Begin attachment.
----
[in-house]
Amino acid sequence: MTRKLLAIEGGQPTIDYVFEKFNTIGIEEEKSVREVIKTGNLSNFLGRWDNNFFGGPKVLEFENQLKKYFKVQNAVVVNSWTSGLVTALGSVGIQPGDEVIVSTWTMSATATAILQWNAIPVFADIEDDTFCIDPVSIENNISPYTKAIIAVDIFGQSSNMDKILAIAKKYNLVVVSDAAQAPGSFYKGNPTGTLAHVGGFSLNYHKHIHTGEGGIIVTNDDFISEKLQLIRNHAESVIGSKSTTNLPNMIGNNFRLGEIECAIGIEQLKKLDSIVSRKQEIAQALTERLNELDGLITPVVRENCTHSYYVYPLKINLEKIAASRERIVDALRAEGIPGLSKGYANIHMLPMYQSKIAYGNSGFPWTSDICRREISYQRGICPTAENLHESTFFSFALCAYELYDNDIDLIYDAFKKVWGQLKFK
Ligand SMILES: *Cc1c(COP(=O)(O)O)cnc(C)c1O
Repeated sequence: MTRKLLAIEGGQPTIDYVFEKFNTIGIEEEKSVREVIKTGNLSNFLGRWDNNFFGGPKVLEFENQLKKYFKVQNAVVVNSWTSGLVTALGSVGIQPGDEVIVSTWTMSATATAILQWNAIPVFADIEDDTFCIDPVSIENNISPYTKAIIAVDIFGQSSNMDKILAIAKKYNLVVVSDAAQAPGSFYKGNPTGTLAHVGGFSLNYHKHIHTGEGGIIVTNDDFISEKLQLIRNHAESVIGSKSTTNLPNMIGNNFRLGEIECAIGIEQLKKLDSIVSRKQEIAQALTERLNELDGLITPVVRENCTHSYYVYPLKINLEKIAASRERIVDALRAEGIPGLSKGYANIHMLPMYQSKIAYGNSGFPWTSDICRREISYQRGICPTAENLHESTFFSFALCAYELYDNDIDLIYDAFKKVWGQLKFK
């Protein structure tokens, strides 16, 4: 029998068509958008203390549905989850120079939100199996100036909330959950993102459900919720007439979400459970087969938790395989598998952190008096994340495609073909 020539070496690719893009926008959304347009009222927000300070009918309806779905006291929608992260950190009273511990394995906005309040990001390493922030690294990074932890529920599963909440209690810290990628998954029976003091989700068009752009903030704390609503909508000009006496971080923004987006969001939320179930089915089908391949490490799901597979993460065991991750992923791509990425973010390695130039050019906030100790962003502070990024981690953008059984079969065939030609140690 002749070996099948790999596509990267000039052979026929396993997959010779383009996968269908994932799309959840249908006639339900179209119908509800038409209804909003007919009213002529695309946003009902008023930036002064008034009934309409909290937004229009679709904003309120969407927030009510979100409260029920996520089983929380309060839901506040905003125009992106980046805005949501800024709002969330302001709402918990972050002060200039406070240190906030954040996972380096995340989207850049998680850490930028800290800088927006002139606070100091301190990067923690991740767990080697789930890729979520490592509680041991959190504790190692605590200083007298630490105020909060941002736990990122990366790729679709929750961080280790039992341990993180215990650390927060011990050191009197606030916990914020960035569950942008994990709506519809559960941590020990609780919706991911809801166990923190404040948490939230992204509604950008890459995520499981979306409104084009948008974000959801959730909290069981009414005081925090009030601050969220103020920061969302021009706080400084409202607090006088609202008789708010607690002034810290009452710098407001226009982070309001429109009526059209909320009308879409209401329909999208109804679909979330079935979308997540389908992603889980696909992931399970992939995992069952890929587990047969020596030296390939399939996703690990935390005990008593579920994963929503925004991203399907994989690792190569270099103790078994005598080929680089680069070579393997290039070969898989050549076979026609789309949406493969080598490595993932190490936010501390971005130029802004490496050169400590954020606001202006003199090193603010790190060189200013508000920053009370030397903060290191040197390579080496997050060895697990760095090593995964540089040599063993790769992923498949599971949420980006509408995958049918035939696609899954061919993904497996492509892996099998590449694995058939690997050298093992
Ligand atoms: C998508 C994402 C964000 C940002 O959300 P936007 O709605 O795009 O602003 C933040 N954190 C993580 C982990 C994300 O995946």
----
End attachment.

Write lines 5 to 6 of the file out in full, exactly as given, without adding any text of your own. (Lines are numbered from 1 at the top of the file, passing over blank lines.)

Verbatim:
């Protein structure tokens, strides 16, 4: 029998068509958008203390549905989850120079939100199996100036909330959950993102459900919720007439979400459970087969938790395989598998952190008096994340495609073909 020539070496690719893009926008959304347009009222927000300070009918309806779905006291929608992260950190009273511990394995906005309040990001390493922030690294990074932890529920599963909440209690810290990628998954029976003091989700068009752009903030704390609503909508000009006496971080923004987006969001939320179930089915089908391949490490799901597979993460065991991750992923791509990425973010390695130039050019906030100790962003502070990024981690953008059984079969065939030609140690 002749070996099948790999596509990267000039052979026929396993997959010779383009996968269908994932799309959840249908006639339900179209119908509800038409209804909003007919009213002529695309946003009902008023930036002064008034009934309409909290937004229009679709904003309120969407927030009510979100409260029920996520089983929380309060839901506040905003125009992106980046805005949501800024709002969330302001709402918990972050002060200039406070240190906030954040996972380096995340989207850049998680850490930028800290800088927006002139606070100091301190990067923690991740767990080697789930890729979520490592509680041991959190504790190692605590200083007298630490105020909060941002736990990122990366790729679709929750961080280790039992341990993180215990650390927060011990050191009197606030916990914020960035569950942008994990709506519809559960941590020990609780919706991911809801166990923190404040948490939230992204509604950008890459995520499981979306409104084009948008974000959801959730909290069981009414005081925090009030601050969220103020920061969302021009706080400084409202607090006088609202008789708010607690002034810290009452710098407001226009982070309001429109009526059209909320009308879409209401329909999208109804679909979330079935979308997540389908992603889980696909992931399970992939995992069952890929587990047969020596030296390939399939996703690990935390005990008593579920994963929503925004991203399907994989690792190569270099103790078994005598080929680089680069070579393997290039070969898989050549076979026609789309949406493969080598490595993932190490936010501390971005130029802004490496050169400590954020606001202006003199090193603010790190060189200013508000920053009370030397903060290191040197390579080496997050060895697990760095090593995964540089040599063993790769992923498949599971949420980006509408995958049918035939696609899954061919993904497996492509892996099998590449694995058939690997050298093992
Ligand atoms: C998508 C994402 C964000 C940002 O959300 P936007 O709605 O795009 O602003 C933040 N954190 C993580 C982990 C994300 O995946």